module Question exposing (Body, Title, create, bodyFromString, titleFromString)

-- type Title ...
-- type Body ...

create : Title -> Body -> Task Http.Error String

Now, the create function forces us to provide a valid title and a valid body. We cannot longer submit the form as we did before. We must use titleFromString and bodyFromString:

case msg of
    Submit ->
        case ( Question.titleFromString model.title, Question.bodyFromString model.body ) of
            ( Ok title, Ok body ) ->
                -- Validation succeded
                ( model
                , Question.create title body
                    |> Task.attempt QuestionCreated
                )

            _ ->
                -- Validation failed
                ( model, Cmd.none )

    -- ...

Our API does not provide any other way to do this. We cannot skip validation anymore! We do not even need to remember validation. The API forces us to deal with errors along the way. Our API is safer.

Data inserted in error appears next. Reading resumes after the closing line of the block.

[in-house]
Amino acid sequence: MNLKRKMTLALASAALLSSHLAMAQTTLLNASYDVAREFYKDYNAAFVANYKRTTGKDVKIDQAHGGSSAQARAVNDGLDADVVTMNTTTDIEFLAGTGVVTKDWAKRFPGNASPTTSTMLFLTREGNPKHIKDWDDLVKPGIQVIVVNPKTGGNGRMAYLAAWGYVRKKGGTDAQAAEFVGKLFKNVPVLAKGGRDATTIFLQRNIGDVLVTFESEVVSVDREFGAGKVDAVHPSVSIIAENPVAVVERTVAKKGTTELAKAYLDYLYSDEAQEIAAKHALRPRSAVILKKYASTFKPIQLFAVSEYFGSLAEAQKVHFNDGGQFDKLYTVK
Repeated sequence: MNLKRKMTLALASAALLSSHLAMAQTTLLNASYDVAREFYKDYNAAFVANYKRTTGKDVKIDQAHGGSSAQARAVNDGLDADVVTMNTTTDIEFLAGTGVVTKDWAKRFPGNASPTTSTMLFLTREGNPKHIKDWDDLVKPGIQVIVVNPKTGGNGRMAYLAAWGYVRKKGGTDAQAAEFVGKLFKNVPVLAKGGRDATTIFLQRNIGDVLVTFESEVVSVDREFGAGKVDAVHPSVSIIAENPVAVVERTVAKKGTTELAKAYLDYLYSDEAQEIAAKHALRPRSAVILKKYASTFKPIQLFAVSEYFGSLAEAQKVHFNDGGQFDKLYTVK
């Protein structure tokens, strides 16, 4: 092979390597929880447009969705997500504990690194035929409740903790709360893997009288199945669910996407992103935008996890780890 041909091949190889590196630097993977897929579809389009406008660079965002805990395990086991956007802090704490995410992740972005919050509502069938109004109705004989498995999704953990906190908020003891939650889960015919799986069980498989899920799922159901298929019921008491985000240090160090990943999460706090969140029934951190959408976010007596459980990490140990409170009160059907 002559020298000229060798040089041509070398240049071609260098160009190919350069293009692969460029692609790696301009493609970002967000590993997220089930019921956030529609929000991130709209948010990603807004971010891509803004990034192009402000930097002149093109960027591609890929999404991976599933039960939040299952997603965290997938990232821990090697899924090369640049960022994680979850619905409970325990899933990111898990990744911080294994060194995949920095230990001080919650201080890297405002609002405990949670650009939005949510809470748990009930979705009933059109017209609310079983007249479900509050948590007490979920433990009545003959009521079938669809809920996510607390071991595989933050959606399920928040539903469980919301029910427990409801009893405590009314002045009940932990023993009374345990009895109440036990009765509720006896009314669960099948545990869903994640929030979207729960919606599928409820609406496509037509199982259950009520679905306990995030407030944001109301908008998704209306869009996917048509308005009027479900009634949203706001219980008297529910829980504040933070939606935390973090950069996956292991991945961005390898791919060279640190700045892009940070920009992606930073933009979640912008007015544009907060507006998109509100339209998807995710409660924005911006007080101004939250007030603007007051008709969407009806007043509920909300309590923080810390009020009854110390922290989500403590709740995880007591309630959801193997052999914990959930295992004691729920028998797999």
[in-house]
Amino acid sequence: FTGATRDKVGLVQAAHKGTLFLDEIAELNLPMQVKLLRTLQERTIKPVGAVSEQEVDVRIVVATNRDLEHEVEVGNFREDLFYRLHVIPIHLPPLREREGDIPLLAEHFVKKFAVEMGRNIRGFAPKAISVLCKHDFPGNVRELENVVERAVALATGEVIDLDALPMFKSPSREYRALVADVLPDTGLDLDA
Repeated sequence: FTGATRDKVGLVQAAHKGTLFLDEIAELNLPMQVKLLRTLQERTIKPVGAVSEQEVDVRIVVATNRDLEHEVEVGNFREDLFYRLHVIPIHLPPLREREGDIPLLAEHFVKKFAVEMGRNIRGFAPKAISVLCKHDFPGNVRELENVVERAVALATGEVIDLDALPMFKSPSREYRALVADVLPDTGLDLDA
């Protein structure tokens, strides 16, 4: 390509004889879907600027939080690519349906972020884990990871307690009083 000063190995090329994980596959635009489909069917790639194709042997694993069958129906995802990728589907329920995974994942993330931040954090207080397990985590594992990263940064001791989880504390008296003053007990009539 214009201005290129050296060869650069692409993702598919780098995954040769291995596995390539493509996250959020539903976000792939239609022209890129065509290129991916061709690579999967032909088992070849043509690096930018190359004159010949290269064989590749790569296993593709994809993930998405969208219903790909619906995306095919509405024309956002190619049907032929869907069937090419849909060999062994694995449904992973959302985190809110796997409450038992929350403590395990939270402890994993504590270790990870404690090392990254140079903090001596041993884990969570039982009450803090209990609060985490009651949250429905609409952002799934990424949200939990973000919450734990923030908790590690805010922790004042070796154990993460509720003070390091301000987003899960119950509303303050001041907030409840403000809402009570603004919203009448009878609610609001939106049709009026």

Further improvements

We are not done yet! There are still a couple of things we can improve.

The first improvement has to do with duplicated validation. We are currently performing validation in our update function when the form is submitted, but we probably want to validate the form fields in our view code too, maybe show error messages in real time. Therefore, update and view are both using titleFromString and bodyFromString: update only cares about the successful result, while view only cares about the errors.

Now that we have Title and Body types, we can make our Submit message impossible to be fired if the form values are invalid, validating only once in view and propagating the validation guarantees over to update. We just need to change the Submit message:

type Msg
    = Submit Question.Title Question.Body
    -- |...


case msg of
    Submit title body ->
        ( model
        , Question.create title body
            |> Task.attempt QuestionCreated
        )